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Friday, June 18, 2021
Lisa Kloppenberg (JD 1987) follows influence of Judge Dorothy Nelson to career in academia
By Matthew Kredell
|Lisa Kloppenberg, right, with Judge Dorothy Wright Nelson, at the Conversation with the Deans panel in 2019|
Lisa Kloppenberg (BA 84, JD 1987) didn’t have a career in academia in mind when she enrolled at the USC Gould School of Law, but the seed was planted when she accepted a clerkship after graduation with U.S. Court of Appeals Ninth Circuit Judge Dorothy Wright Nelson (LLM 1956), a former dean of the USC School of Law.
Nelson urged her clerks to seek careers in academia, and her influence led Kloppenberg first to mediation and alternative dispute resolution, and eventually, academia – as a professor, law school dean, provost, and now acting president of Santa Clara University.
Kloppenberg is returning the favor by writing a biography on Nelson, to be published soon by Oxford University Press.
“I’m so honored and humbled to write her biography because she’s such a role model to people in education, on the bench and in conflict resolution,” Kloppenberg says. “She’s really known around the world.”
The path to academia
After clerking for Judge Nelson, Kloppenberg wanted law firm experience, and worked in litigation, arbitration and mediation with the firm Kaye, Scholer, Fierman, Hays & Handler LLP in Washington, D.C., then with Ken Feinberg, a prominent mediator who designed conflict resolution systems.
Then she chose the academic path. Soon after earning tenure as a professor at the University of Oregon, Judge Nelson asked if she could put Kloppenberg’s name in a database for potential women law school deans being assembled at Georgetown Law Center.
“She told me we need more women to step up and do this,” Kloppenberg says. “Back in the 2000s, she was still fighting this battle to get more women in leadership in higher education. That’s why I thought of becoming a dean so early in my career.”
When Kloppenberg was named dean at the University of Dayton (Ohio) School of Law at age 39, she was the youngest law school dean in the nation at that time.
She found her training in mediation beneficial for leading academic institutions.
“There’s a correlation between conflict resolution and teaching in every administrative job I’ve ever done,” Kloppenberg says. “I think a lot of it is really listening deeply to people, trying to solve problems, to help them solve their problems, and getting different groups together to find some common ground and build a path forward.”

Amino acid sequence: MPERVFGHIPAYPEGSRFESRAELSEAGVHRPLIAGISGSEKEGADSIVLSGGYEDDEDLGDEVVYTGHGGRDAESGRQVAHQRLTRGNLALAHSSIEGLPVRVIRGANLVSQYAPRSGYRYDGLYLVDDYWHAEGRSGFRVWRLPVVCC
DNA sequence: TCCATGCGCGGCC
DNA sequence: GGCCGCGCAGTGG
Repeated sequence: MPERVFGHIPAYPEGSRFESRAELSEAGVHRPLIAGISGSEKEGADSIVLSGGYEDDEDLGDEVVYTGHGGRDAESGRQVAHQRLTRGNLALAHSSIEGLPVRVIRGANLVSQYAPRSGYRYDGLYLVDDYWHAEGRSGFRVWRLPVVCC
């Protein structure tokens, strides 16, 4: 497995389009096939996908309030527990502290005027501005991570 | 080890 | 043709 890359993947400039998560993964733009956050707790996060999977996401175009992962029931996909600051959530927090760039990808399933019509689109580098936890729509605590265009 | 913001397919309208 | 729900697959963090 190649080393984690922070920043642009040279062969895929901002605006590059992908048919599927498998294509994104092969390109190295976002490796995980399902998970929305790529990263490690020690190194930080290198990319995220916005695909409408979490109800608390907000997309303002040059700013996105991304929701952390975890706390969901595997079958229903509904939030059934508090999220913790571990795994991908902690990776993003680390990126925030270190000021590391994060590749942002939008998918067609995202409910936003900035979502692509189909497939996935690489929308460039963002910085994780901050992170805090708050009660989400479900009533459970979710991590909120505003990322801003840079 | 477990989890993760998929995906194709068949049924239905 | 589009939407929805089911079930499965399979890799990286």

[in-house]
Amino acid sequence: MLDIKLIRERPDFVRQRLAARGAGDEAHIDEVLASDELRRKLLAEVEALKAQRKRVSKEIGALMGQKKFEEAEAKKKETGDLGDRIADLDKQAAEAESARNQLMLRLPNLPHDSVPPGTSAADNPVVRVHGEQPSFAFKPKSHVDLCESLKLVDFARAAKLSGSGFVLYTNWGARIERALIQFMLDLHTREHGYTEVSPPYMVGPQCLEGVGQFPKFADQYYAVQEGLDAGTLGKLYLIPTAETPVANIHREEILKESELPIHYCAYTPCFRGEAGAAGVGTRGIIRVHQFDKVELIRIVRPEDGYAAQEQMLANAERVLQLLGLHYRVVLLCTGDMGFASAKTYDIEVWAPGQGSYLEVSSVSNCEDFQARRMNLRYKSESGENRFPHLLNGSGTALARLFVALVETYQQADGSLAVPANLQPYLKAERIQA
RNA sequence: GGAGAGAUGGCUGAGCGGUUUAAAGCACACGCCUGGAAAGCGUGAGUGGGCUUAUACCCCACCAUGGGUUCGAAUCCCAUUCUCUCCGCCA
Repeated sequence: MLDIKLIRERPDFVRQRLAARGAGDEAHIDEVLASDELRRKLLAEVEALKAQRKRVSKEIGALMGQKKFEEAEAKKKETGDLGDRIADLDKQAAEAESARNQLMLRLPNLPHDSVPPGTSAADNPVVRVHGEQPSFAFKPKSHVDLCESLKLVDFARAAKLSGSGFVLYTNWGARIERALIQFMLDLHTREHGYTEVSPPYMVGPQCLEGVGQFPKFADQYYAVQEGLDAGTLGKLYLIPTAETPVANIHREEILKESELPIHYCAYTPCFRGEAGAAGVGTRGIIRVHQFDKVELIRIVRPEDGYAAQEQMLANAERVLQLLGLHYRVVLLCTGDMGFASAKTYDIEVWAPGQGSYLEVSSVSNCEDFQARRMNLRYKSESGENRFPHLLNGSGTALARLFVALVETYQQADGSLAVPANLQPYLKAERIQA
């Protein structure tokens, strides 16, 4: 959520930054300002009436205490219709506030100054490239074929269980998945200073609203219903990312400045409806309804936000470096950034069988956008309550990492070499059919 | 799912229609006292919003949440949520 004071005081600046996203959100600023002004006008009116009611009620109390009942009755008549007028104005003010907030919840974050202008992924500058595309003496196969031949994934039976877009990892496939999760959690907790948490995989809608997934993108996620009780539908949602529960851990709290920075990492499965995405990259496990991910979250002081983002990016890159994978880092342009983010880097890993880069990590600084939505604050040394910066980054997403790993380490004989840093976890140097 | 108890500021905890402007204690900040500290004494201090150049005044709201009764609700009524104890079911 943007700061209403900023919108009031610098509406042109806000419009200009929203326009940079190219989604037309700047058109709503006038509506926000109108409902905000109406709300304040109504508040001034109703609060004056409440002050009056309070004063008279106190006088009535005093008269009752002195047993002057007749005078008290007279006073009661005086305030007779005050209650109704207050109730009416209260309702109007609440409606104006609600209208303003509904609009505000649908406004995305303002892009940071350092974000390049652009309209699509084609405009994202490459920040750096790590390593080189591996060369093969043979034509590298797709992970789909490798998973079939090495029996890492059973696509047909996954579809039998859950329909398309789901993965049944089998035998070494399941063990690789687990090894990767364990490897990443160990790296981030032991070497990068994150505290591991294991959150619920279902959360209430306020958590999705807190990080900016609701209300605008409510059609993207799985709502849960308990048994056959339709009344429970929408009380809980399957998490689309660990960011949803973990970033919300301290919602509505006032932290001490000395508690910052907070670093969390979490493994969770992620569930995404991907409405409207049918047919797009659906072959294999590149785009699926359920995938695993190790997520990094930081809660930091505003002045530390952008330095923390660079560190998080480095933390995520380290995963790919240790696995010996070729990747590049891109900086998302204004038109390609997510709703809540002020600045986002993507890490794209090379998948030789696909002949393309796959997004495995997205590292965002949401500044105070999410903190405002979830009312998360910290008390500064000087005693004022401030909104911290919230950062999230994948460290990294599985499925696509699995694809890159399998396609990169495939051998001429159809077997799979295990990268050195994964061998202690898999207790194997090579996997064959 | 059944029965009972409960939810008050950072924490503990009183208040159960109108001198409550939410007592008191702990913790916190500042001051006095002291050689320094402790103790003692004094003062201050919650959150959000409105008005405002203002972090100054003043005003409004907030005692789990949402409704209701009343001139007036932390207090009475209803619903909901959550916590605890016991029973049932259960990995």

Telling Judge Nelson’s life story
After she became dean at Dayton, Kloppenberg decided to write Nelson’s biography, encouraged by her husband, Mark Zunich, who she met while attending USC. The two have worked on the book off and on for a decade.
“We worked on it very gradually, and so many people at USC and on the Ninth Circuit were really generous to give me and Mark interviews,” Kloppenberg says. “Judge Nelson gave us tremendous access to a lot of materials. It is part of her life and one kind of perspective on her life, but you could write 10 books on what she did. We wanted to make it a manageable length, readable and accessible to non-lawyers because she’s such a part of women’s history.”
Kloppenberg was impressed by Nelson when she took Nelson’s class “Judicial Administration and the Administration of Justice.”
“It was the best class I had in law school because she took us down to the courts, took us to prison,” Kloppenberg says. “We got to know the judges and lawyers. You just see things you don’t see on TV, don’t learn from a law book. You got to see your justice system in action with all its good parts and all its failings.”
When Nelson was named dean of the USC School of Law in 1969, she became the first female dean at a fully accredited law school. She led the school until 1980, when she became a U.S. Circuit Judge upon appointment by President Jimmy Carter, a role she still fills today.
“Having been on the federal bench for over 40 years and having been blessed with brilliant and caring law clerks, I have no hesitation in saying that Lisa was one of the most outstanding,” says Nelson, now 92. “I was delighted that she became one of my most outstanding law clerks. She had been an extraordinary student of mine at USC, but she was also one who was interested in improving the justice system in all that she does. I am pleased that she is writing my biography, but I really feel I should be writing hers.”
“I want to be helpful”
Kloppenberg returned home to California to take over as dean of the law school at Santa Clara University in 2013. Last year, she was named provost, a position she held on an interim basis since June 2019. As of March she has served as interim president.
Santa Clara University has more than 8,000 undergraduate and graduate students across six schools. Working with university leadership, Kloppenberg’s goals center around increasing access and affordability, transparency, collaborative governance, robust communication, strengthening engagement with Silicon Valley, and becoming an anti-racist institution.
“Judge Nelson always wanted me to be a college president,” Kloppenberg says. “She’s forceful in her gentle way. I just feel like I’m here to serve because I was called upon and I want to be helpful. Running a law school is a lot like running a small university.”
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